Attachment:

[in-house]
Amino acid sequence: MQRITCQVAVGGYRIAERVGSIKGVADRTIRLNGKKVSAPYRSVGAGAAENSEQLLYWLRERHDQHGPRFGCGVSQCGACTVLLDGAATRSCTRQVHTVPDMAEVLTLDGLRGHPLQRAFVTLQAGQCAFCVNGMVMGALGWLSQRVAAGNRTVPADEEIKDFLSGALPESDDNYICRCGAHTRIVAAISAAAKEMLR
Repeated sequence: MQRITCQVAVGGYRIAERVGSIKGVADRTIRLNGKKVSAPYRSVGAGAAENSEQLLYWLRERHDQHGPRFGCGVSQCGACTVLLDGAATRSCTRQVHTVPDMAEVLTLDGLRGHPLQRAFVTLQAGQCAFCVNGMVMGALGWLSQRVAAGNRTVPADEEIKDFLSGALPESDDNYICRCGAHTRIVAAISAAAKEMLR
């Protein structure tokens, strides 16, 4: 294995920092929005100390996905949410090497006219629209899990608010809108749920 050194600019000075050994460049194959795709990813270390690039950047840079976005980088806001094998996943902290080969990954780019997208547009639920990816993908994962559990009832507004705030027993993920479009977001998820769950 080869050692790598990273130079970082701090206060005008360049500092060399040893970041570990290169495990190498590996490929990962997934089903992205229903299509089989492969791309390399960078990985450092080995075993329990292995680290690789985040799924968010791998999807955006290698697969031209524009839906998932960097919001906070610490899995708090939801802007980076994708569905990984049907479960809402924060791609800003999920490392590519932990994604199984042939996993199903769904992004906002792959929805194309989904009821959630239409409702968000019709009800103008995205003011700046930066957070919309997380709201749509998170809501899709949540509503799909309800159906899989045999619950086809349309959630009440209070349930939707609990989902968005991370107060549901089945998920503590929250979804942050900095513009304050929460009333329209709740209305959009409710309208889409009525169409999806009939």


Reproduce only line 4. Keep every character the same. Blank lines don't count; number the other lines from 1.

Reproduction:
């Protein structure tokens, strides 16, 4: 294995920092929005100390996905949410090497006219629209899990608010809108749920 050194600019000075050994460049194959795709990813270390690039950047840079976005980088806001094998996943902290080969990954780019997208547009639920990816993908994962559990009832507004705030027993993920479009977001998820769950 080869050692790598990273130079970082701090206060005008360049500092060399040893970041570990290169495990190498590996490929990962997934089903992205229903299509089989492969791309390399960078990985450092080995075993329990292995680290690789985040799924968010791998999807955006290698697969031209524009839906998932960097919001906070610490899995708090939801802007980076994708569905990984049907479960809402924060791609800003999920490392590519932990994604199984042939996993199903769904992004906002792959929805194309989904009821959630239409409702968000019709009800103008995205003011700046930066957070919309997380709201749509998170809501899709949540509503799909309800159906899989045999619950086809349309959630009440209070349930939707609990989902968005991370107060549901089945998920503590929250979804942050900095513009304050929460009333329209709740209305959009409710309208889409009525169409999806009939």